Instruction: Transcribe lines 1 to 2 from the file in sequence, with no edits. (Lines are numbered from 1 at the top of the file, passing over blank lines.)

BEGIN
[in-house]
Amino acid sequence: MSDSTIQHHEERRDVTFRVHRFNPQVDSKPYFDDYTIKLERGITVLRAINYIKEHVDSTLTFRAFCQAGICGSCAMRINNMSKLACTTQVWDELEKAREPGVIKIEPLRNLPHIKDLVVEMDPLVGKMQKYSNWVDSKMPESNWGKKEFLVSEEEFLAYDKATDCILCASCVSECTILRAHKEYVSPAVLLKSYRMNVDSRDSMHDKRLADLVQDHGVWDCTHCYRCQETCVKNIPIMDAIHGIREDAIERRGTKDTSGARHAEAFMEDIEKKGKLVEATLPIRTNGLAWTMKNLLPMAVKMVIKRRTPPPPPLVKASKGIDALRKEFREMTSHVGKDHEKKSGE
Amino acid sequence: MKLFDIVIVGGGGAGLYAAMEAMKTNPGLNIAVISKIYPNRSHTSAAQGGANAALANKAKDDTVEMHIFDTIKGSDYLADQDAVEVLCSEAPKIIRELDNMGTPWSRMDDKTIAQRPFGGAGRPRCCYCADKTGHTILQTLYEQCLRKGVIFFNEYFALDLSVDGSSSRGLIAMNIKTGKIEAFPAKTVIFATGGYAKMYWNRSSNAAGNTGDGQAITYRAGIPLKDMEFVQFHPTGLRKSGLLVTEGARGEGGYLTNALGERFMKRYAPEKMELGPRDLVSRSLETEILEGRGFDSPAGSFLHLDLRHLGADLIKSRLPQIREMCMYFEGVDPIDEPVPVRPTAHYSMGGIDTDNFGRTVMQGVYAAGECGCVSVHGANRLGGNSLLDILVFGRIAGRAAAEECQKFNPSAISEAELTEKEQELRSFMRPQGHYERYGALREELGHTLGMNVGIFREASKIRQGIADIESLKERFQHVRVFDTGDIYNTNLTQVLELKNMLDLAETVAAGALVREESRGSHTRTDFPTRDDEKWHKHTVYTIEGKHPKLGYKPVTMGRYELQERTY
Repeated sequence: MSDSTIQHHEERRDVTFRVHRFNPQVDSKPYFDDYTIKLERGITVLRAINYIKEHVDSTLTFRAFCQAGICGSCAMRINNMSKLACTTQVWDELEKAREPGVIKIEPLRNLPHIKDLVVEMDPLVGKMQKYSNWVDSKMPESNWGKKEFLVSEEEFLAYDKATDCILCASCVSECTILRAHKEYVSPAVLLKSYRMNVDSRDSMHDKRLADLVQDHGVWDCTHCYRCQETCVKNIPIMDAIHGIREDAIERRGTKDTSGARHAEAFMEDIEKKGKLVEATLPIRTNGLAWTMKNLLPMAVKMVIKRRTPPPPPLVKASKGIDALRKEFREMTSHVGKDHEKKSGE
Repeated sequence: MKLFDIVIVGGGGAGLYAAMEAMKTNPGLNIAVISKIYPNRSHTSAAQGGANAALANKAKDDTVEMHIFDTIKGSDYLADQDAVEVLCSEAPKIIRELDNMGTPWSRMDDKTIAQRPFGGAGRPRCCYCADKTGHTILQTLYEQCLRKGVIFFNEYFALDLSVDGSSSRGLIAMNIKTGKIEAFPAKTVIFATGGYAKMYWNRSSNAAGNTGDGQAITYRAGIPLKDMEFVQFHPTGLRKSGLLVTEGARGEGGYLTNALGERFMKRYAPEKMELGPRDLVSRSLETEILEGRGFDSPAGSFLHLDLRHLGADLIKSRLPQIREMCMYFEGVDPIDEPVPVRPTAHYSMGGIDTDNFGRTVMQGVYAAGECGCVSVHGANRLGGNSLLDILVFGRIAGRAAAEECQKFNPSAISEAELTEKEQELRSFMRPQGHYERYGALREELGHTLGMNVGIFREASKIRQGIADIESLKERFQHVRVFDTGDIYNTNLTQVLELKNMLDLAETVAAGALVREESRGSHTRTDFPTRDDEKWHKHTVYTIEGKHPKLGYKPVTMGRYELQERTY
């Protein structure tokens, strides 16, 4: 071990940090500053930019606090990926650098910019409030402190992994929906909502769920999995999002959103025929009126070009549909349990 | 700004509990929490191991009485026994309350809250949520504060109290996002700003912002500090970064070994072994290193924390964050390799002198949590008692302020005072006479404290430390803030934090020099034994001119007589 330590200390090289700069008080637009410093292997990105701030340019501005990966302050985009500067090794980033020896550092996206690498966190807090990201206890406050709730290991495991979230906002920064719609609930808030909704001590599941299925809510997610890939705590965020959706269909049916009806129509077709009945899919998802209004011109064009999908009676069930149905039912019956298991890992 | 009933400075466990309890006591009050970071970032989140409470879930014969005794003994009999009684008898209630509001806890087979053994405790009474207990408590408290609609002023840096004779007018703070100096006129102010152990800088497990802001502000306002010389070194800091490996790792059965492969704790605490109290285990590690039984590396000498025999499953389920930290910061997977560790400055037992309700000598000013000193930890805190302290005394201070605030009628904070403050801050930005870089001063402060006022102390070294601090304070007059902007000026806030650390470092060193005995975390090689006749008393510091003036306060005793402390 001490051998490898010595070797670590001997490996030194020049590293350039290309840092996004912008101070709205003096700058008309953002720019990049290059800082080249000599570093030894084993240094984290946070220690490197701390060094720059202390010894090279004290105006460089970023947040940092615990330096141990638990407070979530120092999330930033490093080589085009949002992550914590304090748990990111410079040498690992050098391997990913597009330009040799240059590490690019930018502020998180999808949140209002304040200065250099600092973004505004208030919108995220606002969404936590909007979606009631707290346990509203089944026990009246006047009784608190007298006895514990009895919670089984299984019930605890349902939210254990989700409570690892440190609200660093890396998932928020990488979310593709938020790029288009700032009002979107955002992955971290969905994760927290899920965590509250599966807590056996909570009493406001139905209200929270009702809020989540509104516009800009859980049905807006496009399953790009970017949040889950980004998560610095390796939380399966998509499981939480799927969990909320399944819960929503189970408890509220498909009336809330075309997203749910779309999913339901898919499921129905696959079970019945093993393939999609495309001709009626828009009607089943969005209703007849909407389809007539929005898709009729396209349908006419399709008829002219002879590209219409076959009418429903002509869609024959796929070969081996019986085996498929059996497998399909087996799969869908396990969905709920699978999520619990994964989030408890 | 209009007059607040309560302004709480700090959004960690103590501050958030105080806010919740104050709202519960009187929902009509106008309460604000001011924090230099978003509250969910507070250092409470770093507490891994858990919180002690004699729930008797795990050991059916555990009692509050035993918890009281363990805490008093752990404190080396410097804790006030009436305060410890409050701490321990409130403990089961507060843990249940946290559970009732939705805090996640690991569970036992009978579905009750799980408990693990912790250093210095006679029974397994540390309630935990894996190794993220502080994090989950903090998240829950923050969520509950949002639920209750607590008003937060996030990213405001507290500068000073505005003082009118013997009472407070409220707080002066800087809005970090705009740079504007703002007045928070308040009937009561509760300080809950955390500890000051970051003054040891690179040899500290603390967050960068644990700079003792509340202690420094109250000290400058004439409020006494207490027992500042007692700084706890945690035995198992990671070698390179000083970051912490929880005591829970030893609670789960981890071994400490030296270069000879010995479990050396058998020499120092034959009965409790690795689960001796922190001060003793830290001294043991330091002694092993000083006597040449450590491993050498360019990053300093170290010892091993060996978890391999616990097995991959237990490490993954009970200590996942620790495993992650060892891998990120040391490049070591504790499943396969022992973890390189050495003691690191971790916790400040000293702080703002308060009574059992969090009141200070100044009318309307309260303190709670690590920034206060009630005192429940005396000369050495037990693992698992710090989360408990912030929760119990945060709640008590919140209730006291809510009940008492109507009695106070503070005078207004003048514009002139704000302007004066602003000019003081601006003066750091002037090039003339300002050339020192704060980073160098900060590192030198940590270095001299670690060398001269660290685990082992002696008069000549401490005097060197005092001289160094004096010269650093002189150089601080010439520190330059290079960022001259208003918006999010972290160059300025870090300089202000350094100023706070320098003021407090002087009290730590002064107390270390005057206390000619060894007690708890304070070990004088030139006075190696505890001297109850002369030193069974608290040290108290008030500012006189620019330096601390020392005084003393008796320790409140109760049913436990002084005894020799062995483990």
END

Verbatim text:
[in-house]
Amino acid sequence: MSDSTIQHHEERRDVTFRVHRFNPQVDSKPYFDDYTIKLERGITVLRAINYIKEHVDSTLTFRAFCQAGICGSCAMRINNMSKLACTTQVWDELEKAREPGVIKIEPLRNLPHIKDLVVEMDPLVGKMQKYSNWVDSKMPESNWGKKEFLVSEEEFLAYDKATDCILCASCVSECTILRAHKEYVSPAVLLKSYRMNVDSRDSMHDKRLADLVQDHGVWDCTHCYRCQETCVKNIPIMDAIHGIREDAIERRGTKDTSGARHAEAFMEDIEKKGKLVEATLPIRTNGLAWTMKNLLPMAVKMVIKRRTPPPPPLVKASKGIDALRKEFREMTSHVGKDHEKKSGE